Postoperative pain, swelling, and bruising are a normal part of the recovery procedure following knee replacement surgery. However, there are methods to handle the pain and reduce your recovery.
Keep reading to get tips on handling these typical side effects of surgery.
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What Happen Right After Knee Replacement?
According to Massachusetts General, surgeons may put novocaine in the knee to help with pain for the first couple of hours. You might get pain medication either orally or through an intravenous (IV) tube after this wears off. These medications might include a strong opioid such as morphine, fentanyl, and oxycodone. There is little chance that you will end up being addicted to these drugs, due to the fact that they are used just for a brief time period.
Medications to Manage Pain
Most people will take oral pain medication for approximately numerous weeks. These consist of prescription-strength nonsteroidal anti-inflammatory drugs (NSAIDs) such as ibuprofen or naproxen. Your doctor may prescribe stronger pain relievers such as tramadol and oxycodone if severe pain continues.
You may require over-the-counter medication to help minimize temporary pain and inflammation later on. These medications might include acetaminophen and NSAIDs. Your physical therapist might provide massages and prescribe exercises to assist decrease inflammation. The pain will likely decrease over a period of a number of weeks.
Dealing with Bruising after Knee Replacement
Bruising around your knee might last one to two weeks following surgery. Bruising is normally a purplish staining that suggests blood in the area. It can likewise cause additional inflammation. You can reduce swelling and bruising by raising your leg on a pillow in bed for an hour or more every afternoon or evening.
Swelling and Knee Replacement
Swelling is likewise a regular part of the healing procedure. It’s most likely that you’ll experience some swelling for 2 to 3 weeks following knee replacement surgery. You can reduce swelling by doing your post-operative exercises and by elevating your leg on a pillow in bed for one to two hours each afternoon.
According to the Academy of Orthopedic Surgeons, swelling can last for 3 to six months after surgery, so it’s a great idea to invest in an ice bag. Ice packs are extremely effective for reducing swelling and inflammation in your knee joint and surrounding tissue. It’s generally suggested that you use an ice bag three to four times a day for about 20 minutes. Get a recommendation from your physical therapist or doctor if you see no enhancement, or if you think added icing might help. You may also benefit from applying heat to your knee after numerous weeks.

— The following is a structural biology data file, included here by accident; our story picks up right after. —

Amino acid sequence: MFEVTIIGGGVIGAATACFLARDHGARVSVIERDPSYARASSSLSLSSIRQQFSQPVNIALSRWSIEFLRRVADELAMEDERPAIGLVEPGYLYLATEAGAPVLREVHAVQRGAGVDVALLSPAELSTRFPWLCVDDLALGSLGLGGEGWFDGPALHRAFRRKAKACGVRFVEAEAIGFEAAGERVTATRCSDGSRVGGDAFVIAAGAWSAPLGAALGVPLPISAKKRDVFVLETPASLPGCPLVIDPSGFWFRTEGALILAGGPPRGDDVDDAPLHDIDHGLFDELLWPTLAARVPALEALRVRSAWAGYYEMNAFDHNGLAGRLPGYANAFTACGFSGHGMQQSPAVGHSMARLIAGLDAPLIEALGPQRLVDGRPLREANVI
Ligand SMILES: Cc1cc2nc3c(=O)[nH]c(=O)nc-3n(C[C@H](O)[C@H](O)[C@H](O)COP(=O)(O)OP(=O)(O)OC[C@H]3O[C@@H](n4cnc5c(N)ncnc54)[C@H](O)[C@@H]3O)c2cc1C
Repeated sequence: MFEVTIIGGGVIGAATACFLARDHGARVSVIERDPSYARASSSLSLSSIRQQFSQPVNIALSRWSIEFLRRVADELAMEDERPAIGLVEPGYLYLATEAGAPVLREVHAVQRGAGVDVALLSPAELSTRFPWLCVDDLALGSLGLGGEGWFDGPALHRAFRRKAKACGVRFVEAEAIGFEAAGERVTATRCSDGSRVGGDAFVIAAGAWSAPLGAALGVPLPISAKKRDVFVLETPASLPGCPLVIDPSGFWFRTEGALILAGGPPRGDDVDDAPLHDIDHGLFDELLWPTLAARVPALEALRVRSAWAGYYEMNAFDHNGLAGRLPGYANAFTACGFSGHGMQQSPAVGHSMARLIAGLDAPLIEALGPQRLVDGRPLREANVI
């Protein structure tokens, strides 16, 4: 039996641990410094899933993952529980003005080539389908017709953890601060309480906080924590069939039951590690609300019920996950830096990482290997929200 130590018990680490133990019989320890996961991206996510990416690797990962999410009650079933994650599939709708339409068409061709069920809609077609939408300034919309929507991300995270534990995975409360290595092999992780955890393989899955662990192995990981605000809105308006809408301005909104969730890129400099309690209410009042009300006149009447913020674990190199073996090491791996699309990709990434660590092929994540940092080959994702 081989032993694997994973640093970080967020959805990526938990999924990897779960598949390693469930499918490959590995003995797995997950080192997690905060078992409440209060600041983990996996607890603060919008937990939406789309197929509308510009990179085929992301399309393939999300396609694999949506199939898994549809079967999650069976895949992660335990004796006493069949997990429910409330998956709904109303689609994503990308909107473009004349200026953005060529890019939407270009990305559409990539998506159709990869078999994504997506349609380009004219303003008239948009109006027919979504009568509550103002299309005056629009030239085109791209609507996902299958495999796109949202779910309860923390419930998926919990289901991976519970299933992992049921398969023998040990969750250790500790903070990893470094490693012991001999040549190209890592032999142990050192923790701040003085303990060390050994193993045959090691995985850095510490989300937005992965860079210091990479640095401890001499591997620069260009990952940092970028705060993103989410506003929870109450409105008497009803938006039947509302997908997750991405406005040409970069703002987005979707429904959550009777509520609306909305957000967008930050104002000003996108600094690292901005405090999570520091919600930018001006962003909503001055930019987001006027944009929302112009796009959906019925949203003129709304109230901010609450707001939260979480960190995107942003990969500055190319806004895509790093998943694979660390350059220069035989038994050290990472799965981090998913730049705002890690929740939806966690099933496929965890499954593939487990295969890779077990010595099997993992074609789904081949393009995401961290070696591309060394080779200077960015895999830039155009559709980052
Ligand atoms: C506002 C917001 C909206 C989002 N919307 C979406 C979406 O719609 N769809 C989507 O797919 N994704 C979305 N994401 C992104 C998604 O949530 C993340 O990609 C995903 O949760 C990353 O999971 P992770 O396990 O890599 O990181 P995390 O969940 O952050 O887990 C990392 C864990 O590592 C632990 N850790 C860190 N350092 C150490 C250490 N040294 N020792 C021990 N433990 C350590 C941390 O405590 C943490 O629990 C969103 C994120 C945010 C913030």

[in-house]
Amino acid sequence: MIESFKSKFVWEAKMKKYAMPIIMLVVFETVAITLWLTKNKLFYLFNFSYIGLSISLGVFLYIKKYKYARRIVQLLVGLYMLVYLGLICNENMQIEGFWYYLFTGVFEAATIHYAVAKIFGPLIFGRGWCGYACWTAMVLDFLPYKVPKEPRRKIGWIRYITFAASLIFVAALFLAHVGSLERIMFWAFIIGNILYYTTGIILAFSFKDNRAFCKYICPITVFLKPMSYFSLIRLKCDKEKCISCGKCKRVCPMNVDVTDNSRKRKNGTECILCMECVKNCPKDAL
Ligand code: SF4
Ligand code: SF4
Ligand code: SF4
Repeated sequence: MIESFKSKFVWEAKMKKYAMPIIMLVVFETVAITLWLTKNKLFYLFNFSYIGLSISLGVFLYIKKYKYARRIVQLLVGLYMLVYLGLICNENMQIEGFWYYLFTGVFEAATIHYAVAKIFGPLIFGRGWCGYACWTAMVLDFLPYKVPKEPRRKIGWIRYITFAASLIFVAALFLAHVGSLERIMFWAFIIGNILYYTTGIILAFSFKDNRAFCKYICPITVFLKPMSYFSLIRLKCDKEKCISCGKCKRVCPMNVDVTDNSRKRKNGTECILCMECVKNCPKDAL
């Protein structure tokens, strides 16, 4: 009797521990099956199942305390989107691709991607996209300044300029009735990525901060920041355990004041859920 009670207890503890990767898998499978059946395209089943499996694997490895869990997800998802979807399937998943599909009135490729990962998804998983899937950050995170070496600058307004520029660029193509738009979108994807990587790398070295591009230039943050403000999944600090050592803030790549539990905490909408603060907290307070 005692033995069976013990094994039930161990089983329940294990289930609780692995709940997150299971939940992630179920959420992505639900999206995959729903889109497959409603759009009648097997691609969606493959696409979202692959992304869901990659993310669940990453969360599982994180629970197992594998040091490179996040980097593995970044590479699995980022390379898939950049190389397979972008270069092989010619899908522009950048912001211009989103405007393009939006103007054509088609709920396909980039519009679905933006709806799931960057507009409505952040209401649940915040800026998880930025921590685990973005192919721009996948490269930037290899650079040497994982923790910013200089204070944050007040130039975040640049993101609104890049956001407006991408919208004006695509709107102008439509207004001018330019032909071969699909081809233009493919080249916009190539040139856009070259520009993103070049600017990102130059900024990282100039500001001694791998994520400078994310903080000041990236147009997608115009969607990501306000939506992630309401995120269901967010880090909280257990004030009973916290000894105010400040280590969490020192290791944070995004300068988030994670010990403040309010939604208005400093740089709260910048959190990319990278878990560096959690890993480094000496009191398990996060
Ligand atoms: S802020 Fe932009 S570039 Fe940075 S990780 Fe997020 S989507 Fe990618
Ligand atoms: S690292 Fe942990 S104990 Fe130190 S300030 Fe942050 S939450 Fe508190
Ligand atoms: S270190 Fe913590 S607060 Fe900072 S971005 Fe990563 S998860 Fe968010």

You’ll more than likely wear compression stockings while you are in the hospital and after that while sleeping for up to 6 weeks later. These will reduce the risk of developing an embolism and may help reduce achiness in the leg.
Topical creams and patches applied to the knee can likewise help reduce pain and make it easier for you to sleep at night. These normally consist of active components like capsaicin (likewise discovered in chili peppers), menthol, or salicylates. These ingredients are well known to reduce pain when they’re used on the skin.
Physical Therapy after Knee Surgery
Your physical therapist might utilize a TENS device to promote blood circulation and reduce pain to your knee and the surrounding area. TENS represent “transcutaneous electrical nerve stimulation.” These devices provide electrical currents to the skin and might decrease nerve pain. According a current research published in the journal Pain, TENS is not effective for everyone.
Your physiotherapist might likewise provide massages or reveal you how you can stimulate the muscles and tissue surrounding your knee.
Follow Your Exercises
Make certain you do all the exercises your physical therapist recommends. These exercises assist reinforce muscles, enhance your variety of movement, and increase blood circulation around your knee. This promotes recovery and assists drain fluid far from sore tissue.
While exercising can assist post-operative pain, it is necessary to avoid specific positions that can cause damage. According to Cleveland Clinic, you must not squat, jump, twist, or kneel after surgery.
Usage Your Support Team
Discuss your level of pain and inflammation with your medical group and report any abrupt changes. The appropriate usage of medication and therapy will assist you reduce pain and speed your recovery.